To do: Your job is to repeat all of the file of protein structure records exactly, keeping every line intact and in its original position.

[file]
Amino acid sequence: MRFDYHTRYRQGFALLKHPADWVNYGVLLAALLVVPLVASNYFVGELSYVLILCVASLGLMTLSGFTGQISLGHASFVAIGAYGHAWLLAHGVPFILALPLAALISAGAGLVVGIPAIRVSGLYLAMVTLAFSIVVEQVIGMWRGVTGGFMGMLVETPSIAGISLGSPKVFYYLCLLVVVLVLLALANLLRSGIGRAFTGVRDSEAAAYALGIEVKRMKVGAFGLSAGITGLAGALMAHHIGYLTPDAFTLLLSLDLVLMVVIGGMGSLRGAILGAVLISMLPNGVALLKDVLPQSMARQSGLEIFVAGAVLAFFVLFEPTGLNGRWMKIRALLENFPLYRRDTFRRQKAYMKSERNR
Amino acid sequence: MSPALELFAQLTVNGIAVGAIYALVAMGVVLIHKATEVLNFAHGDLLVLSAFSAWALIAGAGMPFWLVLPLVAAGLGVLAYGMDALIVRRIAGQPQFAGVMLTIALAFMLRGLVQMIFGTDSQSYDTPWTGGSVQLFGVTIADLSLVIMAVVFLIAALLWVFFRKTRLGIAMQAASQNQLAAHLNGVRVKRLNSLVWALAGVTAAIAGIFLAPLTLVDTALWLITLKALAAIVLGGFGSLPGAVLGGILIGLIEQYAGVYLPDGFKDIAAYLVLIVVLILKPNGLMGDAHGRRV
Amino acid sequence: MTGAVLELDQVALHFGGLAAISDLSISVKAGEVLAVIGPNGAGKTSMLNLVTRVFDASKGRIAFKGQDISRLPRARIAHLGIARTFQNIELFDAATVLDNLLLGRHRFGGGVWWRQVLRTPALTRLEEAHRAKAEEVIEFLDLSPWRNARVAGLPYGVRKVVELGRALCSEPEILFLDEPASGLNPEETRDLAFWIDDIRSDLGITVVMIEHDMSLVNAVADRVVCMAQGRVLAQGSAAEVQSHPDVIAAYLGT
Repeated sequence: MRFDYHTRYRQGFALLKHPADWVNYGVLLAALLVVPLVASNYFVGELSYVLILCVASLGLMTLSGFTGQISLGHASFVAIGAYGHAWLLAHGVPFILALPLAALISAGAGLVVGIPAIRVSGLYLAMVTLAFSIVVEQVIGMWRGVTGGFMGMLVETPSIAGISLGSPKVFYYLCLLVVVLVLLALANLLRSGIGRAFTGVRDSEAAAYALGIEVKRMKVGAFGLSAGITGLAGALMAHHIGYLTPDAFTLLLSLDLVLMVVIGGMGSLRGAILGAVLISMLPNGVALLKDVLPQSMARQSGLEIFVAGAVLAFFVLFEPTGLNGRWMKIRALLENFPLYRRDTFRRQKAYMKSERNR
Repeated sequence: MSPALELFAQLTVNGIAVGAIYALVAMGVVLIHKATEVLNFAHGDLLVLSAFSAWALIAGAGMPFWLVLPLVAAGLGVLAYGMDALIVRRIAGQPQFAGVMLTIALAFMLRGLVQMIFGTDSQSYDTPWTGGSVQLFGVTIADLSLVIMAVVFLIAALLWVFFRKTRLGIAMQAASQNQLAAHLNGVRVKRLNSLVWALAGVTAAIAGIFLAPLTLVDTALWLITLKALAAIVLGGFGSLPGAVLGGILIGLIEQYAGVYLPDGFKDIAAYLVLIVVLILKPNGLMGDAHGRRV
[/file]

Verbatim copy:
Amino acid sequence: MRFDYHTRYRQGFALLKHPADWVNYGVLLAALLVVPLVASNYFVGELSYVLILCVASLGLMTLSGFTGQISLGHASFVAIGAYGHAWLLAHGVPFILALPLAALISAGAGLVVGIPAIRVSGLYLAMVTLAFSIVVEQVIGMWRGVTGGFMGMLVETPSIAGISLGSPKVFYYLCLLVVVLVLLALANLLRSGIGRAFTGVRDSEAAAYALGIEVKRMKVGAFGLSAGITGLAGALMAHHIGYLTPDAFTLLLSLDLVLMVVIGGMGSLRGAILGAVLISMLPNGVALLKDVLPQSMARQSGLEIFVAGAVLAFFVLFEPTGLNGRWMKIRALLENFPLYRRDTFRRQKAYMKSERNR
Amino acid sequence: MSPALELFAQLTVNGIAVGAIYALVAMGVVLIHKATEVLNFAHGDLLVLSAFSAWALIAGAGMPFWLVLPLVAAGLGVLAYGMDALIVRRIAGQPQFAGVMLTIALAFMLRGLVQMIFGTDSQSYDTPWTGGSVQLFGVTIADLSLVIMAVVFLIAALLWVFFRKTRLGIAMQAASQNQLAAHLNGVRVKRLNSLVWALAGVTAAIAGIFLAPLTLVDTALWLITLKALAAIVLGGFGSLPGAVLGGILIGLIEQYAGVYLPDGFKDIAAYLVLIVVLILKPNGLMGDAHGRRV
Amino acid sequence: MTGAVLELDQVALHFGGLAAISDLSISVKAGEVLAVIGPNGAGKTSMLNLVTRVFDASKGRIAFKGQDISRLPRARIAHLGIARTFQNIELFDAATVLDNLLLGRHRFGGGVWWRQVLRTPALTRLEEAHRAKAEEVIEFLDLSPWRNARVAGLPYGVRKVVELGRALCSEPEILFLDEPASGLNPEETRDLAFWIDDIRSDLGITVVMIEHDMSLVNAVADRVVCMAQGRVLAQGSAAEVQSHPDVIAAYLGT
Repeated sequence: MRFDYHTRYRQGFALLKHPADWVNYGVLLAALLVVPLVASNYFVGELSYVLILCVASLGLMTLSGFTGQISLGHASFVAIGAYGHAWLLAHGVPFILALPLAALISAGAGLVVGIPAIRVSGLYLAMVTLAFSIVVEQVIGMWRGVTGGFMGMLVETPSIAGISLGSPKVFYYLCLLVVVLVLLALANLLRSGIGRAFTGVRDSEAAAYALGIEVKRMKVGAFGLSAGITGLAGALMAHHIGYLTPDAFTLLLSLDLVLMVVIGGMGSLRGAILGAVLISMLPNGVALLKDVLPQSMARQSGLEIFVAGAVLAFFVLFEPTGLNGRWMKIRALLENFPLYRRDTFRRQKAYMKSERNR
Repeated sequence: MSPALELFAQLTVNGIAVGAIYALVAMGVVLIHKATEVLNFAHGDLLVLSAFSAWALIAGAGMPFWLVLPLVAAGLGVLAYGMDALIVRRIAGQPQFAGVMLTIALAFMLRGLVQMIFGTDSQSYDTPWTGGSVQLFGVTIADLSLVIMAVVFLIAALLWVFFRKTRLGIAMQAASQNQLAAHLNGVRVKRLNSLVWALAGVTAAIAGIFLAPLTLVDTALWLITLKALAAIVLGGFGSLPGAVLGGILIGLIEQYAGVYLPDGFKDIAAYLVLIVVLILKPNGLMGDAHGRRV